US salmonella scare could affect 2 million eggs in Hong Kong as recall hits city
Preliminary investigations show at least 2 million eggs have been imported, but it is unclear how many have been consumed
Imports of poultry eggs from Rose Acre Farms in the United States have been suspended with immediate effect, as they might be contaminated with salmonella, Hong Kong’s Centre for Food Safety (CFS) said on Tuesday night.
It acted after the US Food and Drug Administration recalled more than 200 million eggs distributed from the supplier’s Hyde County farm in North Carolina, reportedly the largest recall of eggs in the country since 2010.
The eggs were sent to different states and over 20 cases of illness have been reported.
The CFS statement did not say how many potentially contaminated eggs were in Hong Kong, or where and under what brand they were sold in the city.
But its preliminary investigations found that five importers and retailers had already brought in about 6,000 cartons in different batches, which would add up to more than 2 million eggs, as each carton usually has 360.
It stressed that salmonella could not survive under high temperatures and the bacteria would die if the eggs were thoroughly cooked.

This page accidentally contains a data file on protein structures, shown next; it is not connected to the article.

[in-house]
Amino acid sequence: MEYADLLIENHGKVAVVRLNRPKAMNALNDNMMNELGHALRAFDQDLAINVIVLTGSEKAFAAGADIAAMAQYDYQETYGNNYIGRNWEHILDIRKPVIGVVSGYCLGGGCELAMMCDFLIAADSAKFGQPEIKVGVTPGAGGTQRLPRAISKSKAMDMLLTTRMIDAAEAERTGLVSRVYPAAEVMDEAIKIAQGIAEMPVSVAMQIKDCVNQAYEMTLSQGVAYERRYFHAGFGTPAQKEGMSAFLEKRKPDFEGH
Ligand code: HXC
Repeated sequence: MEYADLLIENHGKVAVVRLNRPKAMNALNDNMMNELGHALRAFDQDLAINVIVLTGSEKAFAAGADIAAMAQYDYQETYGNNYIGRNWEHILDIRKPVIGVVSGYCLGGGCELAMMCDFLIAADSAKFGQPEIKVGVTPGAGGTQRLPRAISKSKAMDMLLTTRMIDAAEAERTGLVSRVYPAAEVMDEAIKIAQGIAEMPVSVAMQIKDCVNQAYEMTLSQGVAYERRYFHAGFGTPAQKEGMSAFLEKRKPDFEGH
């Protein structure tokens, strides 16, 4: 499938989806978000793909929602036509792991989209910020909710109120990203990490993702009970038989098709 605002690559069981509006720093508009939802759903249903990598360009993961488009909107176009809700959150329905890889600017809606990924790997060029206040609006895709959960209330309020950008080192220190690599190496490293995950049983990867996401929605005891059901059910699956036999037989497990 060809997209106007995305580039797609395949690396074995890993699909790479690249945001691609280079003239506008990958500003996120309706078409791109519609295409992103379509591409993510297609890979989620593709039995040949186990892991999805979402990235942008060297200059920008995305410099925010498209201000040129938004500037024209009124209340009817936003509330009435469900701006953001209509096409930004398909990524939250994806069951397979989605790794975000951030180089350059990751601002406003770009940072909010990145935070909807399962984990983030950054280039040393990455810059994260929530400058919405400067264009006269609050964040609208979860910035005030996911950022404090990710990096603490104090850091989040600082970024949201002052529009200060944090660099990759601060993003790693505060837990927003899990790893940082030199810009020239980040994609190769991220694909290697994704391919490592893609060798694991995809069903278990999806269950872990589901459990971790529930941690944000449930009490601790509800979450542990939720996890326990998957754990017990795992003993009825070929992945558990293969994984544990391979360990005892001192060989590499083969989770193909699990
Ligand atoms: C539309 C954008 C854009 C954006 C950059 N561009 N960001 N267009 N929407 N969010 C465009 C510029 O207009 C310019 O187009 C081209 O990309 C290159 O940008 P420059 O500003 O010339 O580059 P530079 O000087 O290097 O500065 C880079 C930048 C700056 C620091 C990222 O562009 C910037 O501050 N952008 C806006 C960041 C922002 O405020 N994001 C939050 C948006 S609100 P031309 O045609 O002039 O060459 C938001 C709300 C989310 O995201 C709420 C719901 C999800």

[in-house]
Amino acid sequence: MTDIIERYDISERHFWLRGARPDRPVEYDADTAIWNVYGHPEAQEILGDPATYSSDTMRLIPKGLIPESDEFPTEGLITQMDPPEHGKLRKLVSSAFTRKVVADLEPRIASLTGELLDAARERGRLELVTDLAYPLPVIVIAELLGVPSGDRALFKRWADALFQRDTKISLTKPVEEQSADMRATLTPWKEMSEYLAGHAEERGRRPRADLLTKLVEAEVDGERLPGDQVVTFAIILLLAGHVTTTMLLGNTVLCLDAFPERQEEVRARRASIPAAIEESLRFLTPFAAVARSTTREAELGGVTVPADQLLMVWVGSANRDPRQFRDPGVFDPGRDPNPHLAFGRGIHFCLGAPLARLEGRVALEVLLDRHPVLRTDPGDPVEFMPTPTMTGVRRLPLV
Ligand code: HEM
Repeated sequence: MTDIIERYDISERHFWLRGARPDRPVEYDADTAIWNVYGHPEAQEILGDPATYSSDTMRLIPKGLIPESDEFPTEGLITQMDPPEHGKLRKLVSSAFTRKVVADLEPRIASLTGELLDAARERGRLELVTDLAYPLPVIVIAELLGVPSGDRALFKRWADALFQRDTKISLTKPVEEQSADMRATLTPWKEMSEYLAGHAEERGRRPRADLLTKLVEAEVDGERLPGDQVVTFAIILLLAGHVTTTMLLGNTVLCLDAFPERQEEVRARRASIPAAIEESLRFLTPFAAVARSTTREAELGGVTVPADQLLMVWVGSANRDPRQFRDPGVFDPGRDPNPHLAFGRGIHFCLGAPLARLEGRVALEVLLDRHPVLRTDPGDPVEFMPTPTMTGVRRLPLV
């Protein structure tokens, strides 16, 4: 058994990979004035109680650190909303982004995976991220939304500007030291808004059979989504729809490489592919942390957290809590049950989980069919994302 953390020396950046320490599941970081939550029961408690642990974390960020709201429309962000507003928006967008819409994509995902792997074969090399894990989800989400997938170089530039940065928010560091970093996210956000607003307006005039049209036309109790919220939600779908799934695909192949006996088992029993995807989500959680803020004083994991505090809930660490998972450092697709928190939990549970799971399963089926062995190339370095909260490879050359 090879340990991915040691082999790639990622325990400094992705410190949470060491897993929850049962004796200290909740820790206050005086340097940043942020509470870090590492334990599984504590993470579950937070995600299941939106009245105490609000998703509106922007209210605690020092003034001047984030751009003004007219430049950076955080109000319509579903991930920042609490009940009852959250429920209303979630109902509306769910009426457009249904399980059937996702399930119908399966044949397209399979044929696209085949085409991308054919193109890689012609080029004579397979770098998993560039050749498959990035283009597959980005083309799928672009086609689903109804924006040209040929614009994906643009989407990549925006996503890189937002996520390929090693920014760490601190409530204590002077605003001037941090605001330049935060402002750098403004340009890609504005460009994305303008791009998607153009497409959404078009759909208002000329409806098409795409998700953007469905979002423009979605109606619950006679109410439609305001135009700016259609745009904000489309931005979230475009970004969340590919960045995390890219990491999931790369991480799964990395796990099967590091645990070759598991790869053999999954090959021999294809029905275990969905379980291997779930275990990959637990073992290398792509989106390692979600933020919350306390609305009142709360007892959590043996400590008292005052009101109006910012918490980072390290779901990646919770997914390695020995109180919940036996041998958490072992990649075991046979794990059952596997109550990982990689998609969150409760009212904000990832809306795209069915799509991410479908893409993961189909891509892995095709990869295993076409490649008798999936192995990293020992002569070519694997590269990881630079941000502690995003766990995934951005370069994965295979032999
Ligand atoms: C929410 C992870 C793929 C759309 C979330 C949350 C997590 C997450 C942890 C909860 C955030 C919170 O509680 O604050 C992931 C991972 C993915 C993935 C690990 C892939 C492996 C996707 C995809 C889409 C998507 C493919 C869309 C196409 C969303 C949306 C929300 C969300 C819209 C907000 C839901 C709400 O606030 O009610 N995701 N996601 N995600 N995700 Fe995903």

Only one importer, Maxim’s Caterers, still had not used its supply and would dispose of the eggs, the CFS statement said.
The other four companies – General Hero, Shun Hing Hoo, Tai Cheong Eggs Company, and Luen Tai Hong – were in the process of recalling the eggs.
Inquiries about the recall can be made to General Hero at 2381 9138, Shun Hing Hoo at 2543 4655, Tai Cheong Eggs Company at 2546 1834 and Luen Tai Hong at 2857 9389 during office hours, the statement said.
Eggs from the US make up only a quarter of the 5 million Hongkongers consume each day, so the recall from one producer would not affect the operations of restaurants or bakeries, food traders said.
Lee Kwong-lam of the Hong Kong and Kowloon Provisions, Wine and Spirit Dealers’ Association said there would be no effect on egg prices because it would be easy to get supplies from elsewhere.
Young Kam-yim of Luen Tai Hong estimated the affected batches might have arrived in February. If so, most of them would already have been eaten, the delegate of the Hong Kong Egg Merchants Association said.
The CFS said the salmonella bacteria could cause fever and gastrointestinal upset such as vomiting, abdominal pain and diarrhoea.
“The effects on infants, young children, the elderly and persons with a weak immune system could be more severe and sometimes may even lead to death.”
The spokesman advised consumers, particularly the elderly, infants and pregnant women, to avoid eating raw or inadequately cooked eggs and egg products. It said it had contacted the US authorities and would follow on up on the matter.
Hong Kong was hit by a similar scare last year, when in August, the European Commission revealed that insecticide-tainted eggs from Dutch farms could be found here and in 15 European Union states and Switzerland.
European eggs then made up 20 per cent of Hong Kong’s supply but their appeal for upper-middle class residents faded after the scandal, according to several sellers in the city.